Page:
07 February 2009
At the movies: Coraline.
Young Coraline Jones has just moved, with her distant parents, into the middle floor of the Pink Palace apartments, an old house with mysteries and magic in abundance behind its well-appointed walls. A resourceful and inquisitive young girl, Coraline (voiced by Dakota Fanning) soon discovers a portal to another world, where things are brighter and stranger, and previously lethargic dads become like They Might Be Giants, and everything is exactly right. Except that everyone has buttons instead of eyes…
As with all projects associated with Neil Gaiman (Mirrormask, Beowulf), there is so much imagination running around that it can at times feel flighty and disjointed. No matter, as everything pulls together in classic fairy tale fashion, albeit with a gloriously darker tone than most of what gets processed out as ‘family entertainment.’ Overprotective parents will be freaked out, adventurous kids will adore it. Like all great art, it deals with deep and freaky issues in an entertaining fashion. We get mysterious houses, life lessons, and the chance to turn your back on the world we know and live in and embrace the unknown completely, and it’s nice to have all bases covered. It’s slow to get going, but once it does, it keeps blooming in weirder and more vivid forms.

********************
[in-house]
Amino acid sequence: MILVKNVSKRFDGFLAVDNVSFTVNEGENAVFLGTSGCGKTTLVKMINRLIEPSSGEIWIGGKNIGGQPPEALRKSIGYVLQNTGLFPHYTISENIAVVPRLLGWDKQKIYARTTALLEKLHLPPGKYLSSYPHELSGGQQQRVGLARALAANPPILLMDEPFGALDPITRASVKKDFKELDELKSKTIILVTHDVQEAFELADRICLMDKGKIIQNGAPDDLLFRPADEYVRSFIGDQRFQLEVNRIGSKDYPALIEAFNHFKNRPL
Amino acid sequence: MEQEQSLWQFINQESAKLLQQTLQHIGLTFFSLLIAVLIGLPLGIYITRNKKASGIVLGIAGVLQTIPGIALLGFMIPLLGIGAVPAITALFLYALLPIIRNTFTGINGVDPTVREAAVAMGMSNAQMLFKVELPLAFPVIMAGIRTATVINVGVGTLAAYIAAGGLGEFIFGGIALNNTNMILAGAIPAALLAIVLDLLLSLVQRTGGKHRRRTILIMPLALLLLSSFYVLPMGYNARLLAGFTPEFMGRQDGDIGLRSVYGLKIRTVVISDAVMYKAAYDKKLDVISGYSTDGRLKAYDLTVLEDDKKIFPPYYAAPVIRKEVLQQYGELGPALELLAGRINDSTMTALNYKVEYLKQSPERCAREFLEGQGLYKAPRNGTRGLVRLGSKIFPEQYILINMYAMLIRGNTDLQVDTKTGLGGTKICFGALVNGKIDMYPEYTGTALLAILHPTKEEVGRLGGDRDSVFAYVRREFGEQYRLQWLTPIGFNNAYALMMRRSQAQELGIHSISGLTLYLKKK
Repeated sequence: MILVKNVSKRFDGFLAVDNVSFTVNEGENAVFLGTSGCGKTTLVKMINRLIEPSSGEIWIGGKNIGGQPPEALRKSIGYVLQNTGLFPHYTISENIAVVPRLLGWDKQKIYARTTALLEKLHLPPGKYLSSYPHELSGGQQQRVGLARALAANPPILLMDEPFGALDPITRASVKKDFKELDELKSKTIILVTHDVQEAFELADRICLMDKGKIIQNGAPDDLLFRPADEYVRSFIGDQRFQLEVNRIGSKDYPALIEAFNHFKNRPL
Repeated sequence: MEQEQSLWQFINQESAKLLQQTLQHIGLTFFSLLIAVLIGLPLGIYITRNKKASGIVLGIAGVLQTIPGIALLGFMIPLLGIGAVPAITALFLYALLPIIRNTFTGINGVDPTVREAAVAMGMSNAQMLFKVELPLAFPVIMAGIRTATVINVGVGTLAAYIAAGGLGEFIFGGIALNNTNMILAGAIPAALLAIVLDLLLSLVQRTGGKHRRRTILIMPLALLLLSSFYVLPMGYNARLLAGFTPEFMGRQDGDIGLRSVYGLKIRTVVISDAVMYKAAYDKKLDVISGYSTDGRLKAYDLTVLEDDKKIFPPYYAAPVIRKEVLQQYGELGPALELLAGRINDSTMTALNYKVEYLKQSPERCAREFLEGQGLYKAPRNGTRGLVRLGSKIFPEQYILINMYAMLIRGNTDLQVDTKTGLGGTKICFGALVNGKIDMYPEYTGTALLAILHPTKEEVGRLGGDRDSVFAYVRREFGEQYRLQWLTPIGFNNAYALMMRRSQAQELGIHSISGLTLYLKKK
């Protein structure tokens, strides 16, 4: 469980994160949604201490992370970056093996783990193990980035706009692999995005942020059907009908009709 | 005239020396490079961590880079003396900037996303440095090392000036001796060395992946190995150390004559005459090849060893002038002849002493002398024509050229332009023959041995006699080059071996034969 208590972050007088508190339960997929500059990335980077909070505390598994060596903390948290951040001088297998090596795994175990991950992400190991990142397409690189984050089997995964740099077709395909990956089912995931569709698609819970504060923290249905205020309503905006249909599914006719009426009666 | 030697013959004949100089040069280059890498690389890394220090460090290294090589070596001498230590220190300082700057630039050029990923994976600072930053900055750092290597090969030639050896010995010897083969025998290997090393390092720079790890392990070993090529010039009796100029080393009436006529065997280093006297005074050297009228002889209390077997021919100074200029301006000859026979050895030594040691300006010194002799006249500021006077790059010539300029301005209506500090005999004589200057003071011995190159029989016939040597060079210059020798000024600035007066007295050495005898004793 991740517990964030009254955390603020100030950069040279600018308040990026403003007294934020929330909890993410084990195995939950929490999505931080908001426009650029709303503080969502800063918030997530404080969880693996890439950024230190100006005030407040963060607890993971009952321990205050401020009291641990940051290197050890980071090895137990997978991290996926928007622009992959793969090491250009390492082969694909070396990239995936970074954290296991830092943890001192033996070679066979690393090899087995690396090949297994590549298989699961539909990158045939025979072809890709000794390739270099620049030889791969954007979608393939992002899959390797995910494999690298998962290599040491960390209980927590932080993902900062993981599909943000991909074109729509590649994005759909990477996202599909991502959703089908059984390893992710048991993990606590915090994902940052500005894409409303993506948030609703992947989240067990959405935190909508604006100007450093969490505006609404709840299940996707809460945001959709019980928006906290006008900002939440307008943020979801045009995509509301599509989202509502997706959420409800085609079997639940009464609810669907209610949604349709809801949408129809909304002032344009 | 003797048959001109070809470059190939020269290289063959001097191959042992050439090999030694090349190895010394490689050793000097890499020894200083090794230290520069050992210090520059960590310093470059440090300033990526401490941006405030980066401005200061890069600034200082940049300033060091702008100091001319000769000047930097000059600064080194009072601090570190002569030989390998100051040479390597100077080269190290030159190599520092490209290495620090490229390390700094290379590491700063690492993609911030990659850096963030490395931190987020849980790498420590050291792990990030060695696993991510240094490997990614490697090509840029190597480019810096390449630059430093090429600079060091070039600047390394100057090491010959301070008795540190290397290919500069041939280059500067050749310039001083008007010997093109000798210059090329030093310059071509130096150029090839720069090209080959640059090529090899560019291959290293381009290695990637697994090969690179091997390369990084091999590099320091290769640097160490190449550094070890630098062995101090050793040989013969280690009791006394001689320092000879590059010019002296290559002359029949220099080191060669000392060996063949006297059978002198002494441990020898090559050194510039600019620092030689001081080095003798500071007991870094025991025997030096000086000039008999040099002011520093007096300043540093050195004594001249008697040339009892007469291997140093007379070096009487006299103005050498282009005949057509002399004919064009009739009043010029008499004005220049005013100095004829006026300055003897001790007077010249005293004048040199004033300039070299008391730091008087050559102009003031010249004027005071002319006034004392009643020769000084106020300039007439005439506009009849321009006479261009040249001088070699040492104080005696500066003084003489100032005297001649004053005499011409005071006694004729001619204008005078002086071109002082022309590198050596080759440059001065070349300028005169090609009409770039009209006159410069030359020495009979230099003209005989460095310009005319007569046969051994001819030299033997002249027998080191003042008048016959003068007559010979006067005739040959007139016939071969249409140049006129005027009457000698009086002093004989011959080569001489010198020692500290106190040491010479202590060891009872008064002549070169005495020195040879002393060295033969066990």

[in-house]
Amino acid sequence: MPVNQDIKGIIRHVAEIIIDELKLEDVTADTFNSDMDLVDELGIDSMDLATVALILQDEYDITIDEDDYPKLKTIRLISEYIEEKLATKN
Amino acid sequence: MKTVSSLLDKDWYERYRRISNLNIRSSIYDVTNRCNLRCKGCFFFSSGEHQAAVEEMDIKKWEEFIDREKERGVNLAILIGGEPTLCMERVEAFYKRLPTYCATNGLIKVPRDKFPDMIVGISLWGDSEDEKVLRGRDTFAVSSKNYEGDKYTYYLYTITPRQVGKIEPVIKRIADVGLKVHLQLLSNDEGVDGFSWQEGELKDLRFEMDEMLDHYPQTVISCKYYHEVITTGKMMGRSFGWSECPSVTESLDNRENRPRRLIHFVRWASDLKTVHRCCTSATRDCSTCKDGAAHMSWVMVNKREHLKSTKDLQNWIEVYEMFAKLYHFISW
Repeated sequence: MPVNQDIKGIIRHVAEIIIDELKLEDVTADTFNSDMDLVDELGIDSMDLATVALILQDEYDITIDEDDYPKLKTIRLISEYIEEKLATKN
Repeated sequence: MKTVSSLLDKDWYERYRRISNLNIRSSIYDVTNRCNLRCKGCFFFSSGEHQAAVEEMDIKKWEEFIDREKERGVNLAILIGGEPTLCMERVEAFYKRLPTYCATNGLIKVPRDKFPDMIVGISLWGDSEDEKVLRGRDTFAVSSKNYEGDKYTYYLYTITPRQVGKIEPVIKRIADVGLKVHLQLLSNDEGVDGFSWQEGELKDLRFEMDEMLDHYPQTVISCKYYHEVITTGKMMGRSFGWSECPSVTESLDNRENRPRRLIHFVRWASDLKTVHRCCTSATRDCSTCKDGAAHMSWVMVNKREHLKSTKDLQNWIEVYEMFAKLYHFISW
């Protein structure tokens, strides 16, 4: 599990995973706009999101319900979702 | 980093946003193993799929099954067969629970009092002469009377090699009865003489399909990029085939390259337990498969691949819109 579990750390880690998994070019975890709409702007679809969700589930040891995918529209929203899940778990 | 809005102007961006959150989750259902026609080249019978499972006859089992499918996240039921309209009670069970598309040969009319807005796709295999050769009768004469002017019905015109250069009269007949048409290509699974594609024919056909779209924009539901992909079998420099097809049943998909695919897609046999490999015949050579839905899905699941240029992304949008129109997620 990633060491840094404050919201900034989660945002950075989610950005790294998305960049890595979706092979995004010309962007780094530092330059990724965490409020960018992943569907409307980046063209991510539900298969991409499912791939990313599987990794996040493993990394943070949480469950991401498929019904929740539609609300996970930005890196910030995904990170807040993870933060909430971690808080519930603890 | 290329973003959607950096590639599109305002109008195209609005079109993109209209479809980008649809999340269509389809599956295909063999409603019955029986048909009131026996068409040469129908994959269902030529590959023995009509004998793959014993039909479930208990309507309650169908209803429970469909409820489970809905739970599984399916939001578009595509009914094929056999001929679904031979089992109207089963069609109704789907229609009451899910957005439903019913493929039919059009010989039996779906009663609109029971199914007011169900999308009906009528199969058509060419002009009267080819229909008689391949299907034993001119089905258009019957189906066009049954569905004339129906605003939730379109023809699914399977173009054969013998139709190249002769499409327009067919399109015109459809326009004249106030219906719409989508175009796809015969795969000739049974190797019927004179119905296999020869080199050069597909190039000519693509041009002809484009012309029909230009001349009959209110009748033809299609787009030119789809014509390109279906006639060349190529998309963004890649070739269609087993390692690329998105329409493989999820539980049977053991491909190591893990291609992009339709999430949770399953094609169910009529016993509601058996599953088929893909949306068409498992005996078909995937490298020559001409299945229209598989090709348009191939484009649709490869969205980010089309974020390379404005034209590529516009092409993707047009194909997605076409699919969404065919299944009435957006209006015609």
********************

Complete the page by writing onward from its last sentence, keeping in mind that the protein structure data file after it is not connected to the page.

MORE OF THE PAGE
The 3D effects are used in a subtle fashion, avoiding gimmicks and instead adding depth to the world the animators have created. The inspired voice casting grounds us with Dakota Fanning, allowing excellent supporting work from Ian McShane as a Russian circusmaster who works with jumping mice (who actually look a bit more like kangaroo rats to me, but I digress) and British comedy legends French and Saunders as two actresses living downstairs from the Jones family. As a noble cat, Keith David shines.
Director/adapter Henry Selick remains one of cinema’s true visionaries, building upon the criminally underrated Monkeybone and perennial classic The Nightmare Before Christmas to craft a world that simply seduces the viewer. Color and life become characters in the story, and there’s a moment near the end that looks like a Van Gogh painting come to life- simply staggering.